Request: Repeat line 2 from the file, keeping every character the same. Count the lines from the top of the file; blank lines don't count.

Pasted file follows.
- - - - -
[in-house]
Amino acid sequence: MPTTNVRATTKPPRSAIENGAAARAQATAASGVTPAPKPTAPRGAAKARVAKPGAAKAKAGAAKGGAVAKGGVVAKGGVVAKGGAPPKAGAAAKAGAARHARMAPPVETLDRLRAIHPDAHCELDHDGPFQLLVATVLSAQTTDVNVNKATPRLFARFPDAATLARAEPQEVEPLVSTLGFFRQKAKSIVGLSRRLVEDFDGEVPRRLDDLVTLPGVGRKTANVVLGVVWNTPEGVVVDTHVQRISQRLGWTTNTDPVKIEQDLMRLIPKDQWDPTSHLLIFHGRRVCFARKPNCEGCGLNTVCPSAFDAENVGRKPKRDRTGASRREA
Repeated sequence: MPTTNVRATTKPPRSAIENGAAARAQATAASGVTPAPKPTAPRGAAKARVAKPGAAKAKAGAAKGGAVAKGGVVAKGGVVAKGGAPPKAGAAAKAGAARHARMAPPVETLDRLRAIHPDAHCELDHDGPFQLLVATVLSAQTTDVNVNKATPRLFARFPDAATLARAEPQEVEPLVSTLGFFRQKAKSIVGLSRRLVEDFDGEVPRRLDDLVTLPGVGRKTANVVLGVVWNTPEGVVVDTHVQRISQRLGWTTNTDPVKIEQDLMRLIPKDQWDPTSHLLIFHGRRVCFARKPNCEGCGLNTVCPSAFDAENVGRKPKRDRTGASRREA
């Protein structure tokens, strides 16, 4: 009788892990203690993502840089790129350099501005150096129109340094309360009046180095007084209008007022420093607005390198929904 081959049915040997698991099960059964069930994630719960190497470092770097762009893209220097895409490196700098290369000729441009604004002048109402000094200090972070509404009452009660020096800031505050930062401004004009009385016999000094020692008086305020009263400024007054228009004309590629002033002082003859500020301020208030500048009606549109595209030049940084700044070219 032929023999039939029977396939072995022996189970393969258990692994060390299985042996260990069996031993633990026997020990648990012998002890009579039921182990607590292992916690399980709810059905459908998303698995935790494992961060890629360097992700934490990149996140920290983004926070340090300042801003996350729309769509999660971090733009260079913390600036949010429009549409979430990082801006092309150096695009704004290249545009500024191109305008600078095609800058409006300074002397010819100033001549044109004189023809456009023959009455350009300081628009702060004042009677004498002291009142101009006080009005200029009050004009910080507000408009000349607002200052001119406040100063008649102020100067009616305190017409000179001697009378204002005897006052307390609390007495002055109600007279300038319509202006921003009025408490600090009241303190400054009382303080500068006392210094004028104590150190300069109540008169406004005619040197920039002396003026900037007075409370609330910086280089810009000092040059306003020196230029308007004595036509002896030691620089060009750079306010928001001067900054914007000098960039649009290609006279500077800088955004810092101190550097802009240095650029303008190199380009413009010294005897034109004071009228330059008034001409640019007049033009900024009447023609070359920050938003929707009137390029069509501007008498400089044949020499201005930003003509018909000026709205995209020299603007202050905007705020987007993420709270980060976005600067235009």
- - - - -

Amino acid sequence: MPTTNVRATTKPPRSAIENGAAARAQATAASGVTPAPKPTAPRGAAKARVAKPGAAKAKAGAAKGGAVAKGGVVAKGGVVAKGGAPPKAGAAAKAGAARHARMAPPVETLDRLRAIHPDAHCELDHDGPFQLLVATVLSAQTTDVNVNKATPRLFARFPDAATLARAEPQEVEPLVSTLGFFRQKAKSIVGLSRRLVEDFDGEVPRRLDDLVTLPGVGRKTANVVLGVVWNTPEGVVVDTHVQRISQRLGWTTNTDPVKIEQDLMRLIPKDQWDPTSHLLIFHGRRVCFARKPNCEGCGLNTVCPSAFDAENVGRKPKRDRTGASRREA